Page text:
called the police.
The alleged kidnapper is described as a
white male, 5' 8" tall, weighing between 160
and 170 pounds. He is between 30 and 40
years old, with gray eyes, a brown-and-gray

According to AAPD reports,
the victim pleaded with the
man and persuaded him not
to assault her.
beard and medium-length hair. He was wearing
a blue sweatshirt-type coat, a red-and-white
scarf and dark pants.
Sheikh said, "This is in no way related to
the serial rapist," who is believed to have as-

saulted 10 women and murdered one in the last
two years. Police have been gathering informa-
tion about the serial rapist for several months
but have not made any arrests.
"The description and the method of this
assault is completely different to all the infor-
mation we have about the serial rapist," Sheikh
said.
According to AAPD reports, the kidnap-
per fled the area after the victim left the park.
No one has been arrested yet in connection
with the alleged kidnapping.

helmstakes
charge at 'U'
Flint campus

MOLLY STEVENS/Daily
Democratic gubernatorial candidate Howard Wolpe shakes hands with students in the Michigan Union yesterday.
Wolpe speaksto College DemsN
In Union whl.O olw

By JOSHUA GINSBERG
Daily Staff Reporter
Democratic gubernatorial candi-
date Howard Wolpe introduced him-
self to students as he made an infor-
mal appearance in the Michigan Union
yesterday.
Not only were College Democrats
in attendance, but College Republicans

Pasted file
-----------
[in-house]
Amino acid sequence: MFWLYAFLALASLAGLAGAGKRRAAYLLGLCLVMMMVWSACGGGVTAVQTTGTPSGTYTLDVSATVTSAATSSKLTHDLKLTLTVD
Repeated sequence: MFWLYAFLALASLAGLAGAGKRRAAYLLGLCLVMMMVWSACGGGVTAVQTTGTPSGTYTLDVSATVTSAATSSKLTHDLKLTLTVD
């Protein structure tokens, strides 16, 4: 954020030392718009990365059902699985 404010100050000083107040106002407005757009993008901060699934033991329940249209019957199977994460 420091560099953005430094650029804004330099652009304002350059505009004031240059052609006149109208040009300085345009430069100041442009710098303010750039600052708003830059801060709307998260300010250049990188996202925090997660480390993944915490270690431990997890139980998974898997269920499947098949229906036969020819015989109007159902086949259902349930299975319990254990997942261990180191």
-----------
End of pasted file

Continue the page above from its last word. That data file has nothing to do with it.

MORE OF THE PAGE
turned outas well. While Wolpe walked
from table to table, the College Repub-
licans passed out literature supporting
Republican Gov. John Engler.
Wolpe said that his goal was just to
introduce himself to students and to get
students more focused on the election.
"Students can have a major im-
pact on the outcome of these elec-
tions," Wolpe said. "It's time that we
had a governor who was more inter-
ested in the next generation than the
next election."
Although the conversations were
brief, Wolpe said that he felt positive
indications and support from students.
"Our main goal is to excite stu-
dents about the election," said Robin
Evans, College Democrats co-chair.

"The College Democrats know how
they feel, but we wanted to reach
students who haven't made their de-
cision yet."
Evans asserted that many students
apathetic." but
hopes that by
giving them a
chance to speak
in person with
c did ate s,
they will be-
come more in-
volved.
"I find it
quite amusing
that the College
Republicans
followed Wolpe around," said Evans,
noting that Engler has yet to visit the
campus.
"The College Republicans want
to tell the other side of the story," said
Mark Fletcher, College Republicans
chair. Fletcher said he was impressed
by the fact that the Republicans were
able to bring out as many people as

'Students can have a
major impact on the
outcome of these
elections-'
- Howard Wolpe
candidate for governor
the Democrats did.
He mentioned the possibility of
Engler appearing on campus during
the Wisconsin game Saturday. While
these plans are tentative, they would
probably include talking to students
before and during the game.
LSA senior Stephanie Silberman
gave Wolpe her support and engaged
him on the issue of migrant workers.
"I think it's great that he came out; it
makes the election much more per-
sonal," she said.
LSA senior Betty Babion, how-
ever, remained unimpressed by
Wolpe's appearance. "I wasn't plan-
ning on voting for him, and he didn't
say anything that changed my mind."

By LISA DINES
Daily Staff Reporter
FLINT - During his inauguration
Friday as chancellor of the University's
Flint campus, Charlie Nelms promised
to transform Flint into the model urban
university.
"The urban university of which I
speak acts as a partner with the commu-